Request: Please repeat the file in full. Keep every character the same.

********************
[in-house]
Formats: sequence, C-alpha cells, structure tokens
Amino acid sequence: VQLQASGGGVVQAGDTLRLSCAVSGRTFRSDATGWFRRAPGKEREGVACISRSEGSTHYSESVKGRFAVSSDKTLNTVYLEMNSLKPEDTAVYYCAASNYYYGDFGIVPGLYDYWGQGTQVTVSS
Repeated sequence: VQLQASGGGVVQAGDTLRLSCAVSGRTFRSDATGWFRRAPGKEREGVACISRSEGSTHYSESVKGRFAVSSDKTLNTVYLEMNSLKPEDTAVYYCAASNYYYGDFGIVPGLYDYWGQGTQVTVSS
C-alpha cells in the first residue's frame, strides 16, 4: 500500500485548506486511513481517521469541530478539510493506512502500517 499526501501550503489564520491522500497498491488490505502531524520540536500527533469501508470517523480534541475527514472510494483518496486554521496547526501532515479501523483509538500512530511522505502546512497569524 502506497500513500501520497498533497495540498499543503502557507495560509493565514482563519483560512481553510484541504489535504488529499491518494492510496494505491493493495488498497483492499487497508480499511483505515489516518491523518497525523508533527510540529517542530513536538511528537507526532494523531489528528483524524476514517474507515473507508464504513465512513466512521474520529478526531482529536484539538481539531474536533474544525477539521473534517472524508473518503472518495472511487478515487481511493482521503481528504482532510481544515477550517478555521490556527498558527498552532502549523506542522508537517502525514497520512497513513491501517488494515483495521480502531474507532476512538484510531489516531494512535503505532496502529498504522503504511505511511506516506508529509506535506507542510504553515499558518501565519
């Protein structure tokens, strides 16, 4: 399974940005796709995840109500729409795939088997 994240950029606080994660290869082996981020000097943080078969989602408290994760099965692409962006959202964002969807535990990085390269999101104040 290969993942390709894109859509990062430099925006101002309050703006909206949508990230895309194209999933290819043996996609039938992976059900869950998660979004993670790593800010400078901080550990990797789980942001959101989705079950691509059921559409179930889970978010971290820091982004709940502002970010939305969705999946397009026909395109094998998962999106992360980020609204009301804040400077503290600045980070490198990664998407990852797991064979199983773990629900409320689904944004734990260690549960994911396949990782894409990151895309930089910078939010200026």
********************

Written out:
[in-house]
Formats: sequence, C-alpha cells, structure tokens
Amino acid sequence: VQLQASGGGVVQAGDTLRLSCAVSGRTFRSDATGWFRRAPGKEREGVACISRSEGSTHYSESVKGRFAVSSDKTLNTVYLEMNSLKPEDTAVYYCAASNYYYGDFGIVPGLYDYWGQGTQVTVSS
Repeated sequence: VQLQASGGGVVQAGDTLRLSCAVSGRTFRSDATGWFRRAPGKEREGVACISRSEGSTHYSESVKGRFAVSSDKTLNTVYLEMNSLKPEDTAVYYCAASNYYYGDFGIVPGLYDYWGQGTQVTVSS
C-alpha cells in the first residue's frame, strides 16, 4: 500500500485548506486511513481517521469541530478539510493506512502500517 499526501501550503489564520491522500497498491488490505502531524520540536500527533469501508470517523480534541475527514472510494483518496486554521496547526501532515479501523483509538500512530511522505502546512497569524 502506497500513500501520497498533497495540498499543503502557507495560509493565514482563519483560512481553510484541504489535504488529499491518494492510496494505491493493495488498497483492499487497508480499511483505515489516518491523518497525523508533527510540529517542530513536538511528537507526532494523531489528528483524524476514517474507515473507508464504513465512513466512521474520529478526531482529536484539538481539531474536533474544525477539521473534517472524508473518503472518495472511487478515487481511493482521503481528504482532510481544515477550517478555521490556527498558527498552532502549523506542522508537517502525514497520512497513513491501517488494515483495521480502531474507532476512538484510531489516531494512535503505532496502529498504522503504511505511511506516506508529509506535506507542510504553515499558518501565519
């Protein structure tokens, strides 16, 4: 399974940005796709995840109500729409795939088997 994240950029606080994660290869082996981020000097943080078969989602408290994760099965692409962006959202964002969807535990990085390269999101104040 290969993942390709894109859509990062430099925006101002309050703006909206949508990230895309194209999933290819043996996609039938992976059900869950998660979004993670790593800010400078901080550990990797789980942001959101989705079950691509059921559409179930889970978010971290820091982004709940502002970010939305969705999946397009026909395109094998998962999106992360980020609204009301804040400077503290600045980070490198990664998407990852797991064979199983773990629900409320689904944004734990260690549960994911396949990782894409990151895309930089910078939010200026």